Daugherty v. Convergent Outsourcing, Inc. et al, No. 4:2014cv03306 - Document 31 (S.D. Tex. 2015)

Court Description: MEMORANDUM AND ORDER GRANTING 7 Defendant LVNV Funding, LLC's Motion to Dismiss and 12 Defendant Convergent Outsourcing, Inc.'s Motion to Dismiss. Plaintiff's claims are DISMISSED with prejudice. (Signed by Judge Ewing Werlein, Jr) Parties notified. (marflores, 4)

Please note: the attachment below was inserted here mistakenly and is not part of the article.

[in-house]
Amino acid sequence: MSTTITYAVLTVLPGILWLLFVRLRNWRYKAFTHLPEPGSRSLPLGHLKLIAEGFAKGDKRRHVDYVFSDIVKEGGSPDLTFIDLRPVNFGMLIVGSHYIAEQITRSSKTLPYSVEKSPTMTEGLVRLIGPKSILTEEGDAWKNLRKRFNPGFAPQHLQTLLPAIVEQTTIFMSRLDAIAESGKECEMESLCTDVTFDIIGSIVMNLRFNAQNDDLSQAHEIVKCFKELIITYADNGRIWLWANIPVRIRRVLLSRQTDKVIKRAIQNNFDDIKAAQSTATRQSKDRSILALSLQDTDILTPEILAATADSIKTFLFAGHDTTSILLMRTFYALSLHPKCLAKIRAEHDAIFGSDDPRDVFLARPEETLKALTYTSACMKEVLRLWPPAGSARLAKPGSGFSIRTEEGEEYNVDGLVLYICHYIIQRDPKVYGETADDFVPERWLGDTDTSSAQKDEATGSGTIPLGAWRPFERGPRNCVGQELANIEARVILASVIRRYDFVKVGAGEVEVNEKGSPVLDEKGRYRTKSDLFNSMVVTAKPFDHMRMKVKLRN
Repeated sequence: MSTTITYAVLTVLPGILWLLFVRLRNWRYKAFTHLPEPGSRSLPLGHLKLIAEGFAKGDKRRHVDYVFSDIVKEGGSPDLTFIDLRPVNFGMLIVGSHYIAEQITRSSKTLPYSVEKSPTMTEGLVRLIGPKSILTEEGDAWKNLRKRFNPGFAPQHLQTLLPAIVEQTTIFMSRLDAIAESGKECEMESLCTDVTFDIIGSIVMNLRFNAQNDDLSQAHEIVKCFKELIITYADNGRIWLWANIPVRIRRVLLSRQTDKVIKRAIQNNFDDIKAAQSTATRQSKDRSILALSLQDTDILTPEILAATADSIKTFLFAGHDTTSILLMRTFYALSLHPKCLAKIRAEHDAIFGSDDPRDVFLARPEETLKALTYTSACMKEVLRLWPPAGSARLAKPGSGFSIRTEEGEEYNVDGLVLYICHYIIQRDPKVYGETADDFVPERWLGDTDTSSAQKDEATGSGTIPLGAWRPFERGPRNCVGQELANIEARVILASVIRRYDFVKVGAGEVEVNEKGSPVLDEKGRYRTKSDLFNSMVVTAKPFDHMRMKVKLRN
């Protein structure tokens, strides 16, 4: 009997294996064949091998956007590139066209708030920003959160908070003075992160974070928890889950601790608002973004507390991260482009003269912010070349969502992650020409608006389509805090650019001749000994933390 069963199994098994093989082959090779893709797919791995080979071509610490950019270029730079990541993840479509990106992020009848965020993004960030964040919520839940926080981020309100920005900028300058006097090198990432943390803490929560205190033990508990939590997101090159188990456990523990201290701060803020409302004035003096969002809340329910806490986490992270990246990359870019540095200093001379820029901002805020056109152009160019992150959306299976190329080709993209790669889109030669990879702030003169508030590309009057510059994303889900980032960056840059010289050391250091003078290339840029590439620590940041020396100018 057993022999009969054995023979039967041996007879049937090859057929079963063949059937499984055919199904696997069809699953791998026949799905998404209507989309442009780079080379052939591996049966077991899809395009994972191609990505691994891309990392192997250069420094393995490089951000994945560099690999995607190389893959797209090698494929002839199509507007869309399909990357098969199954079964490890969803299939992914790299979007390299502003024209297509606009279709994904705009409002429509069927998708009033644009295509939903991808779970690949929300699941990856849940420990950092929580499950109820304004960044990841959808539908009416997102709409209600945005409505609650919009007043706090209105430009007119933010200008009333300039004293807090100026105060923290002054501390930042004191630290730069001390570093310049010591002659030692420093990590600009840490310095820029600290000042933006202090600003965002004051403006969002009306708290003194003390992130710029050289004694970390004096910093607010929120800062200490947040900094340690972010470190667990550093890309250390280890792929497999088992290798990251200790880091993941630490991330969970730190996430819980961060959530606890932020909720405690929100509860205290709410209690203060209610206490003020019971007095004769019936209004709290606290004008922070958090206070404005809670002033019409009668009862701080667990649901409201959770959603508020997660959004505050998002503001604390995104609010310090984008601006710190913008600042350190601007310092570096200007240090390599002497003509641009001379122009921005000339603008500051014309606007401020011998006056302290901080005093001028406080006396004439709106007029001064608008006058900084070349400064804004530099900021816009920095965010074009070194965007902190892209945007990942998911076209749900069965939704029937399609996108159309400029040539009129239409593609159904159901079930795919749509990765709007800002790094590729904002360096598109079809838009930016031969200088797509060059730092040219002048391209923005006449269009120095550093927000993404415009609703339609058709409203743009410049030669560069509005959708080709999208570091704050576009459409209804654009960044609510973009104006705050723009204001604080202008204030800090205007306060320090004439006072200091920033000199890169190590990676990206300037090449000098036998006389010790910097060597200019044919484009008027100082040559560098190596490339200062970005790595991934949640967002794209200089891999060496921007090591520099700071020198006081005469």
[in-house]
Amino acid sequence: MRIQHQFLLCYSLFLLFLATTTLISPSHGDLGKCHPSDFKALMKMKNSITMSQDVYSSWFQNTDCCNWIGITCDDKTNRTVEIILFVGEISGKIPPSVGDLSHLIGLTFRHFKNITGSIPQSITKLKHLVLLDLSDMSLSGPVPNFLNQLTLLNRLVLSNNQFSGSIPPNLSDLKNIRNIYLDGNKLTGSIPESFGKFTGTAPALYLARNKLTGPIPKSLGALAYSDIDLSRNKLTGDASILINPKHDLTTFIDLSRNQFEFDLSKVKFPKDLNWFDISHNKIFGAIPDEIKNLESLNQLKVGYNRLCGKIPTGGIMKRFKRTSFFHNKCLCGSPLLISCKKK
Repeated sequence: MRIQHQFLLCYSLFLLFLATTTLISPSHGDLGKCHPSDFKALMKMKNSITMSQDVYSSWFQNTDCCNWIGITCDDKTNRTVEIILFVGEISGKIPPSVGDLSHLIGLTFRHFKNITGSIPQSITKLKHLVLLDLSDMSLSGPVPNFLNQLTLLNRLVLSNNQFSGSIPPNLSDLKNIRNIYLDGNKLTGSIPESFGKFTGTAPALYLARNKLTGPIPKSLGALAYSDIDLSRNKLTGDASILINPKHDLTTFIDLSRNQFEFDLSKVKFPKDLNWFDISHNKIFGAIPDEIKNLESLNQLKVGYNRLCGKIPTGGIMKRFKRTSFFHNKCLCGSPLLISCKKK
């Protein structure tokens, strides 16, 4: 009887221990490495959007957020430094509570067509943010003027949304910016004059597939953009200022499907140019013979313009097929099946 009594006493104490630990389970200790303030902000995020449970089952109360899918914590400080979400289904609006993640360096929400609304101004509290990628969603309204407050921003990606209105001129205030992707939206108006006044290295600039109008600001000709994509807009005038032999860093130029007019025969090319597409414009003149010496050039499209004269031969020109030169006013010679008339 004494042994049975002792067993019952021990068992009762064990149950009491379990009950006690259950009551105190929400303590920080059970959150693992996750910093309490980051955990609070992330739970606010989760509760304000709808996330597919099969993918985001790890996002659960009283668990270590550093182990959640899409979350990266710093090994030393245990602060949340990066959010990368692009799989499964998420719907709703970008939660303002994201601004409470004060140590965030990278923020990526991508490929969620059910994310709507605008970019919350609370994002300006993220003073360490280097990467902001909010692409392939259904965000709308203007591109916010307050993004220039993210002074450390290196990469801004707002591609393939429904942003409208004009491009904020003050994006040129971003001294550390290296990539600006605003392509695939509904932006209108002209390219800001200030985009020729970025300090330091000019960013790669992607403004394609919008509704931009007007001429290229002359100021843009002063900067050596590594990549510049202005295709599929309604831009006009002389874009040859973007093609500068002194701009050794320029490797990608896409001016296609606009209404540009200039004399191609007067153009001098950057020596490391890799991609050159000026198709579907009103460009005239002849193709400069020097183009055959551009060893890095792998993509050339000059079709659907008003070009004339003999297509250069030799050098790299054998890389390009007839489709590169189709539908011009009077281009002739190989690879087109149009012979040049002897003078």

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Daugherty v. Convergent Outsourcing, Inc. et al Doc. 31 IN THE UNITED STATES DISTRICT COURT FOR THE SOUTHERN DISTRICT OF TEXAS HOUSTON DIVISION ROXANNE DAUGHERTY, Plaintiff, v. CONVERGENT OUTSOURCING, INC. and LVNV FUNDING, LLC, Defendants. § § § § § § § § § § CIVIL ACTION NO. H-14-3306 MEMORANDUM AND ORDER Pending are Defendant LVNV Funding, LLC’s Motion to Dismiss (Document No. 7) and Defendant Convergent Outsourcing, Inc.’s Motion to Dismiss (Document No. 12). After having carefully considered the motions, responses, replies, supplemental brief, and applicable law, the Court concludes that the motions should be granted. I. Background Plaintiff Roxanne Daugherty (“Plaintiff”) brings this suit against Defendants Outsourcing, Inc. LVNV Funding, (“Convergent” LLC and (“LVNV”) and collectively Convergent with LVNV, “Defendants”), alleging that she received a January 23, 2014 letter from Convergent that violated the Fair Debt Collection Practices Act (the “FDCPA”), 15 U.S.C. § 1692, et seq.1 1 Plaintiff alleges Document No. 1 (Orig. Compl.). Dockets.Justia.com that she is obligated “to pay a debt owed or due, or asserted to be owed or due to a creditor other than Convergent,” arising from transactions she incurred on a personal credit card.2 She alleges that LVNV is “an entity who acquires debt in default merely for collection purposes,” and that it acquired her debt after her default and retained Convergent to collect the debt.3 Convergent’s January 23, 2014 letter about which Plaintiff complains (the “Offer Letter”) was titled “Settlement Offer,” and represented that Plaintiff owed LVNV on her account a total balance of $32,405.91, consisting of $12,824.24 in principal and $19,581.67 in interest, and that LVNV was willing to settle the account in full for $3,240.59. The Offer Letter stated: This notice is being sent to you by a collection agency. The records of LVNV Funding LLC show that your account has a past due balance of $32,405.91. Our client has advised us that they are willing to settle your account for 10% of your total balance due to settle your past balance. The full settlement must be received in our office by an agreed upon date. If you are interested in taking advantage of this offer, call our office within 60 days of this letter. Your settlement amount would be $3,240.59 to clear this account in full. Even if you are unable to take advantage of this offer, please contact our office to see what terms can be worked out on your account. We are not required to make this offer to you in the future. 2 Id. ¶ 10. 3 Id. ¶¶ 8, 13-15. 2 Sincerely, Convergent Outsourcing, Inc. THIS IS AN ATTEMPT TO COLLECT A DEBT AND ANY INFORMATION OBTAINED WILL BE USED FOR THAT PURPOSE. THIS COMMUNICATION IS FROM A DEBT COLLECTOR. NOTICE: PLEASE SEE REVERSE SIDE FOR IMPORTANT CONSUMER INFORMATION4 At the close of the Offer Letter there was a detachable form available to be included with payment, which invited the debtor to “Select Your Plan” from three proposals: (1) a “Lump Sum Settlement Offer of 10%,” which reiterated the above offer to pay $3,240.59 to settle Plaintiff’s account in full; (2) a “Settlement Offer of 25% & Pay Over 3 Months,” which allowed Plaintiff to pay $2,700.49 for three months for a settlement of $8,101.48; and (3) an offer for Plaintiff to “Spread Your Payments Over 12 Months,” which allowed Plaintiff to pay off the entire balance of the account by making $2,700.49 payments for 12 months.5 The Offer Letter contained no mention, express or implied, of a lawsuit or threat of a lawsuit. Plaintiff does not allege that she was “interested in taking advantage of this offer,” or that she called Convergent’s office “within 60 days of this letter” as she was invited to do if she were interested in the settlement offer, or that she had any interaction with Convergent or with LVNV during those 60 days or 4 Id. ¶¶ 16-18; id., ex. A at 2 of 3. 5 Id., ex. A at 3 of 3. 3 thereafter. Nor does she allege that she made any payment or partial payment of her debt. Nearly 10 months later, however, on November 18, 2014, Plaintiff filed this suit to recover statutory damages of $1,000, non-specified “actual damages,” and attorneys’ fees. Plaintiff alleges--without citation to any subsection either of 15 U.S.C. 1692e or of 1692f--that the Offer Letter violated those sections because (1) it did not disclose that Plaintiff may incur tax liability for the forgiven debt and (2) it failed “to advise that the Debt was outside the applicable statute of limitations,” or that “partial payment would have revived the statute of scionable.”6 limitations,” which Plaintiff alleges is “uncon- LVNV and Convergent move to dismiss Plaintiff’s suit for failure to state a claim.7 II. Legal Standard Rule 12(b)(6) provides for dismissal of an action for “failure to state a claim upon which relief can be granted.” P. 12(b)(6). FED. R. CIV. When a district court reviews the sufficiency of a complaint before it receives any evidence either by affidavit or admission, its task is inevitably a limited one. 6 Id. ¶¶ 18-23. 7 Document Nos. 7, 12. 4 See Scheuer v. Rhodes, 94 S. Ct. 1683, 1686 (1974), abrogated on other grounds by Harlow v. Fitzgerald, 102 S. Ct. 2727 (1982). The issue is not whether the plaintiff ultimately will prevail, but whether the plaintiff is entitled to offer evidence to support the claims. Id. In considering a motion to dismiss under Rule 12(b)(6), the district court must construe the allegations in the complaint favorably to the pleader and must accept as true all well-pleaded facts in the complaint. See Lowrey v. Tex. A&M Univ. Sys., 117 F.3d 242, 247 (5th Cir. 1997). To survive dismissal, a complaint must plead “enough facts to state a claim to relief that is plausible on its face.” 1955, 1974 (2007). Bell Atl. Corp. v. Twombly, 127 S. Ct. “A claim has facial plausibility when the plaintiff pleads factual content that allows the court to draw the reasonable inference misconduct alleged.” (2009). While a that the defendant is liable for the Ashcroft v. Iqbal, 129 S. Ct. 1937, 1949 complaint “does not need detailed factual allegations . . . [the] allegations must be enough to raise a right to relief above the speculative level, on the assumption that all the allegations in the complaint are true (even if doubtful in fact).” Twombly, 127 S. Ct. at 1964-65 (citations and internal footnote omitted). 5 III. Analysis It is undisputed that Plaintiff was a “consumer,” that she owed a “debt,” and that Defendants were “debt collectors” within the meaning of the FDCPA and properly identified themselves as such as required by the FDCPA.8 Plaintiff argues that the Offer Letter was a “false, deceptive, or misleading representation or means in connection with the collection of any debt” in violation of section 1692e, and constituted an “unfair or unconscionable means to collect or attempt to collect any debt, in violation of section 1692f.”9 15 U.S.C. §§ 1692e, 1692f. includes long identifies, lists of respectively, specific as Each of these two sections conduct “false, that deceptive, such section or misleading representation or means,” or “unfair or unconscionable means,” in collecting a debt. None of these subsections is cited by Plaintiff and, indeed, none of them states that in connection with the 8 See 15 U.S.C. § 1692a(3) (“The term ‘consumer’ means any natural person obligated or allegedly obligated to pay any debt.”); id. § 1692a(5) (“The term ‘debt’ means any obligation or alleged obligation of a consumer to pay money arising out of a transaction in which the money, property, insurance, or services which are the subject of the transaction are primarily for personal, family, or household purposes, whether or not such obligation has been reduced to judgment.”); id. § 1692a(6) (“The term ‘debt collector’ means any person who uses any instrumentality of interstate commerce or the mails in any business the principal purpose of which is the collection of any debts, or who regularly collects or attempts to collect, directly or indirectly, debts owed or due or asserted to be owed or due another.”). 9 Document No. 1 ¶¶ 24-27. 6 collection of a debt legal advice must be given on a debtor’s potential income limitations for tax obligations lawsuits where or no on state lawsuit is statutes of mentioned or threatened, either expressly or impliedly. A. Not Providing Advice on Possible Tax Consequences of Debt Forgiveness Plaintiff alleges that the Offer Letter “did not disclose that [if Plaintiff accepted the offer to settle the debt for 10% of the balance due] Convergent or LVNV would be required by the IRS to report the forgiven $29,165.32 as Plaintiff’s income, and issue a form 1099-C,” and that accordingly, “Defendant’s representation that Plaintiff’s payment obligations would be satisfied in full is misleading, where Plaintiff would also have to pay an additional amount due to the proposed settlement.”10 Courts confronted with this argument have uniformly held that non-lawyer debt collectors have no obligation under the FDCPA to disclose in dunning letters possible tax consequences of debt forgiveness. Most recently, the Second Circuit last month held that a similar letter offering settlement of the debtor’s account for a lump-sum payment equal to a “savings of 48% on your outstanding account balance” did not violate the FDCPA for omitting advice on the possible tax consequences of the forgiven portion of 10 Id. ¶¶ 19-20. 7 the debt. See Altman v. J.C. Christensen & Associates, Inc., No. 14-2240-CV, 2015 WL 2242398, at *1 (2d Cir. May 14, 2015) (“We . . . hold that a debt collector need not warn of possible tax consequences when making a settlement offer for less than the full amount owed to comply with FDCPA.”). See also Rigerman v. Forster & Garbus LLP, No. 14-CV-1805 MKB, 2015 WL 1223760, at *4 (E.D.N.Y. Mar. 16, 2015) (“There is no language in the FDCPA that requires a debt collector to notify a debtor of the potential tax consequences of any debt forgiveness.”) (finding dunning letter not misleading); Schaefer v. ARM Receivable Mgmt., Inc., No. CIV.A. 09-11666-DJC, 2011 WL 2847768, at *5 (D. Mass. July 19, 2011) (“The language of the FDCPA does not require a debt collector to make any affirmative disclosures of potential tax consequences when collecting a debt. . . . [R]equiring, as a matter of law, debt collectors to inform a debtor of such a potential collateral consequence of settling a pre-existing debt seems far afield from even the broad mandate of FDCPA to protect debtors from abusive debt collection practices.”); Landes v. Cavalry Portfolio Servs., LLC, 774 F. Supp. 2d 800, 802-03 (E.D. Va. 2011) (“Boiled down to its essence, the Complaint essentially amounts to a claim that [defendant] violated the FDCPA by failing to advise [plaintiff] and other consumers of the tax consequences of accepting a discount of their debt. However, there is no language anywhere in the FDCPA that mandates such affirmative 8 disclosures by a debt collector.”).11 Accordingly, Plaintiff’s FDCPA claim based on Defendants’ not having given to her advice on possible tax consequences if she agreed to the settlement offer is dismissed. B. Not Providing Advice on Statute of Limitations for a Lawsuit Where No Lawsuit is Mentioned or Threatened Plaintiff alleges that the Offer Letter “failed to advise that the Debt was outside the applicable statute of limitations period,” and that “Defendant’s offer to accept $2,700.49 as a partial payment toward the total Debt balance without disclosing that Plaintiff was not obligated to make such partial payment or that Plaintiff could not be sued is unconscionable, where Plaintiff’s partial payment would have revived the statute of limitations period to collect the Debt.”12 Plaintiff primarily argues that the 11 Landes also noted that debt collectors who--like Defendants in this case--are not lawyers were prohibited under state law from providing tax advice. 774 F. Supp. 2d at 804 (“Cavalry is simply a debt collection agency; it is not a law firm or an accounting firm of any sort. . . . Cavalry is therefore not licensed or authorized by law to give legal or tax advice. . . . It is therefore facially implausible for Landes to assert that Cavalry’s failure to risk criminal sanctions by providing her with tax advice regarding a specific debt reduction offer somehow constituted a violation of the FDCPA.”). In the only case to have found that failure to disclose the tax consequences of forgiven debt might violate the FDCPA, the defendant was a law firm. Ellis v. Cohen & Slamowitz, LLP, 701 F. Supp. 2d 215 (N.D.N.Y. 2010); see also Landes, 774 F. Supp. 2d at 805 (“[Ellis] is inapposite, as it involved a law firm that sent misleading letters to consumers offering savings on a debt owed to a bank.”) (emphasis in original). 12 Document No. 1 ¶¶ 22-23. 9 Offer Letter was misleading in violation of § 1692e because “it could mislead the reader into believing that the debt is legally enforceable or that collection could be achieved through judicial means,” but “if the Court does not find that the Letter was misleading or deceptive . . . it may still find that the Letter is an unfair or unconscionable means to collect a debt” in violation of § 1692f.13 The Fifth Circuit “evaluate[s] any potential deception in [a dunning] letter under an unsophisticated or least sophisticated consumer standard,” which “assume[s] that the plaintiff-debtor is neither shrewd nor experienced in dealing with creditors.” McMurray v. ProCollect, Inc., 687 F.3d 665, 669 (5th Cir. 2012) (quoting Goswami v. Am. Collections Enter., Inc., 377 F.3d 488, 495 (5th Cir. 2004)). protecting untrained all and This standard “serves the dual purpose of consumers, the including credulous, from the inexperienced, deceptive debt the collection practices and protecting debt collectors against liability for bizarre or idiosyncratic consumer interpretations of collection materials.” Id. (quoting Taylor v. Perrin, Landry deLaunay & Durand, 103 F.3d 1232, 1236 (5th Cir. 1997)). Section 1692e provides that “[a] debt collector may not use any false, deceptive, or misleading representation or means in connection 13 with the collection Document No. 13 at 3, 8. 10 of any debt,” and lists 16 non-exclusive section. examples of specific 15 U.S.C. § 1692e. conduct that violate this As observed above, Plaintiff in her Complaint alleges no violation by Defendants of any of the long list of conduct listed by Congress as deceptive or misleading and specifically proscribed to protect consumers. Indeed, Plaintiff has not alleged that the letter contains any false statement or misrepresentation. Instead, Plaintiff broadly pleads that the Offer Letter is “false, deceptive, or misleading” because receipt of an offer to settle the account for a fraction of what is owed “could mislead the reader” into believing the debt was legally enforceable or that collection could be achieved through judicial means.14 In this instance, the debt is not disputed, and there is no allegation that it is not a lawful existing debt of Plaintiff. Courts have regularly held that it is not a violation of the FDCPA to attempt to collect an actual debt for which the statute of limitations has run so long as the debt collector does not file or threaten the filing of litigation. “[T]he majority of courts have held that when the expiration of the statute of limitations does not invalidate a debt, but merely renders it unenforceable,15 the 14 Document No. 13 at 3. 15 This is true under Kentucky law, upon which Plaintiff appears to rely. See Reamer’s Ex’r v. Coleman, 10 S.W.2d 1095, 1097 (1928) (“A statute does not invalidate the debt, but merely renders it unenforceable. The debt is still in existence, but 11 FDCPA permits a debt collector to seek voluntary repayment of the time-barred debt so long as the debt collector does not initiate or threaten legal action in connection with its debt collection efforts.” Huertas v. Galaxy Asset Mgmt., 641 F.3d 28, 32-33 (3d Cir. 2011) (collecting cases and affirming dismissal of claims under §§ 1692e and 1692f because dunning letter did not threaten litigation). See also, e.g., Freyermuth v. Credit Bureau Servs., Inc., 248 F.3d 767, 771 (8th Cir. 2001) (“Here, no legal action was taken or even threatened. As several cases have noted, a statute of limitations does not eliminate the debt; it merely limits the judicial remedies available. We . . . hold that, in the absence of a threat of litigation or actual litigation, no violation of the FDCPA has occurred when a debt collector attempts to collect on a potentially time-barred debt that is otherwise valid.”) (rejecting claims under §§ 1692e and 1692f). Last year, however, the Seventh Circuit gave a contrary interpretation to the FDCPA, expressly recognizing that its decision “conflicts with that of the Eighth and Third Circuits” in Freyermuth and Huertas. See McMahon v. LVNV Funding, LLC, 744 F.3d 1010, 1020 (7th Cir. 2014). McMahon held that offers to “settle” time-barred debts could mislead consumers into believing that the debt was judicially enforceable, in violation of the FDCPA. until the bar of the statute of limitations is removed no legal method for its collection is available to the creditor.”). 12 Relying in large part upon a 2013 FTC report newly recommending such a result and an invited amicus brief filed jointly by the FTC and the recently created Consumer Financial Protection Bureau,16 the Seventh Circuit concluded that “an unsophisticated consumer could be misled by a dunning letter for a time-barred debt, especially a letter that uses the term ‘settle’ or ‘settlement.’” Id. at 1020. Early this year, the Sixth Circuit in a 2-1 decision followed McMahon’s precedent. Buchanan v. Northland Grp., Inc., 776 F.3d 393 (6th Cir. 2015) (finding fact issue as to whether dunning letter’s “settlement offer” could mislead an unsophisticated consumer into thinking her lender could enforce the debt in court). Plaintiff argues this Court should follow these two decisions, which dramatically expand upon the accepted interpretation of the FDCPA that has prevailed for more than 35 years since its enactment.17 The Fifth Circuit appears not to have expressly decided this issue but, in a different context, Judge Dennis writing for the 16 The Dodd Frank Wall Street Reform and Consumer Protection Act, enacted in July 2010, created the Consumer Financial Protection Bureau (“CFPB”). 17 One commentator attributes what he calls the “crusade against time-barred debt” in large part to the recent concerted advocacy of the FTC and CFPB “as the two agencies have authored joint amicus briefs in support of cases against debtor collectors that attempted to collect (without explicitly threatening suit on) time-barred debts.” Thomas R. Dominczyk, Time-Barred Debt: Is It Now Uncollectable?, 33 No. 8 Banking & Fin. Services Pol’y Rep. 13 (August 2014). 13 court cited Freyermuth and quoted its holding that “[i]n the absence of a threat of litigation or actual litigation, no violation of the FDCPA has occurred when a debt collector attempts to collect on a potentially time-barred debt that is otherwise valid.” 2011) Castro v. Collecto, Inc., 634 F.3d 779, 783 (5th Cir. (“[T]hreatening constitute a violation to of sue on the time-barred FDCPA.”) debt (citing, may inter well alia, Freyermuth’s holding as quoted above). See also Johnson v. Capital One Bank, No. CIV. A. SA00CA315EP, 2000 WL 1279661, at *2 (W.D. Tex. May 19, 2000) (Prado, J.) (dunning letter that threatened further collection efforts on time-barred debt did not violate FDCPA). Judge Prado, now a judge on the Fifth Circuit, wrote: [A] statute of limitations bar applies only to judicial remedies; it does not eliminate the debt. Creditors are entitled to attempt to pursue even time-barred debts, so long as they comply with the rules of the FDCPA. The collection language here is neither harassing nor threatening. It simply states that failure to challenge the debt will result in further collection efforts. There is no mention of legal remedies or of any remedy that the creditor may not legally pursue. Id. (emphasis in original). These decisions suggest that the Fifth Circuit is likely to follow the majority rule, which seems consistent with the text and purpose of the FDCPA. After all, Congress acted in 1977 on its findings of “abundant evidence of the use of abusive, deceptive, and unfair debt collection practices by many debt collectors.” 14 15 U.S.C. § 1692(a). The United States Senate Banking, Finance and Urban Affairs Committee had found: [D]ebt collection abuse by third party debt collectors is a widespread and serious national problem. Collection abuse takes many forms, including obscene or profane language, threats of violence, telephone calls at unreasonable hours, misrepresentation of a consumer’s legal rights, disclosing a consumer’s personal affairs to friends, neighbors, or an employer, obtaining information about a consumer through false pretense, impersonating public officials and attorneys, and simulating legal process. S. REP. 95-382, at 2 (1977), reprinted in 1977 U.S.C.C.A.N. 1695, 1696. was Congress’s declared purpose for this remedial legislation “to eliminate abusive debt collection practices by debt collectors, to insure that those debt collectors who refrain from using abusive debt collection practices are not competitively disadvantaged, and to promote consistent State action to protect consumers against debt collection abuses.” 15 U.S.C. § 1692(e). In the instant case there is no allegation that Plaintiff was not morally and legally obligated to pay to Defendants the account balance that was stated in the Offer Letter. Plaintiff does not contend that Defendants would have violated the FDCPA by demanding of Plaintiff full payment of the account balance in the sum of $32,405.91, notwithstanding the alleged unavailability of a legal remedy for Defendants to recover a judgment for such. Instead, in the Offer Letter, which in all respects complied with the stated requirements of the FDCPA, Defendants offered to settle Plaintiff’s 15 account for 10 cents on the dollar, $3,240.59, “to clear this account in full.” There is no threat of a lawsuit, express or implied, in the Offer Letter proposing to settle the account in full. The Court finds no plausibility in Plaintiff’s contention that an offer to settle her “account in full” for pennies on the dollar--rather than to demand full payment of the entire $32,405.91--should reasonably cause an “unsophisticated consumer” who is “neither shrewd nor experienced in dealing with creditors” to believe she is being threatened with a lawsuit or that collection could be achieved through judicial means. Judge Raymond Kethledge’s dissenting observation in Buchanan persuasively applies to the claim made here: The relevant perspective here is that of an unsophisticated debtor--an unsophisticated debtor, moreover, who by definition has received dunning letters for years without a lawsuit ever having been brought against her. In that context, the mere fact of another collection letter is itself no reason to think that a lawsuit might follow close behind. And the letter here says nothing about any lawsuit--which is good reason, so far the threat of a lawsuit is concerned, not to distinguish this letter from the legions of letters that surely preceded it. If anything, [debt collector’s] willingness to settle the debt at a discount should make the letter seem less threatening, not more. Buchanan, 776 F.3d at 401 (Kethledge, J., dissenting) (emphasis in original). Defendants here did not engage in an “abusive debt collection practice” within the meaning of the FDCPA. 16 Indeed, a reading of the catalog of debt collector abuses listed in Sections 1692e and 1692f--none of which applies--demonstrates the stark contrast between what Congress regarded as “false, deceptive, or misleading representation or means” and “unfair or unconscionable means” to collect a debt, and Defendants’ statutory-compliant, non- threatening written offer to settle in full a $32,405.91 past due account for $3,240.59. Accordingly, Plaintiff has not stated a claim for which relief can be granted for violation of the FDCPA. IV. Order For the foregoing reasons, it is ORDERED that Defendant LVNV Funding, LLC’s Motion to Dismiss (Document No. 7) and Defendant Convergent Outsourcing, Inc.’s Motion to Dismiss (Document No. 12) are GRANTED and Plaintiff Roxanne Daugherty’s claims are DISMISSED with prejudice. The Clerk will enter this Order and provide a correct copy to all parties. SIGNED at Houston, Texas, on this 18th day of June, 2015. ____________________________________ EWING WERLEIN, JR. UNITED STATES DISTRICT JUDGE 17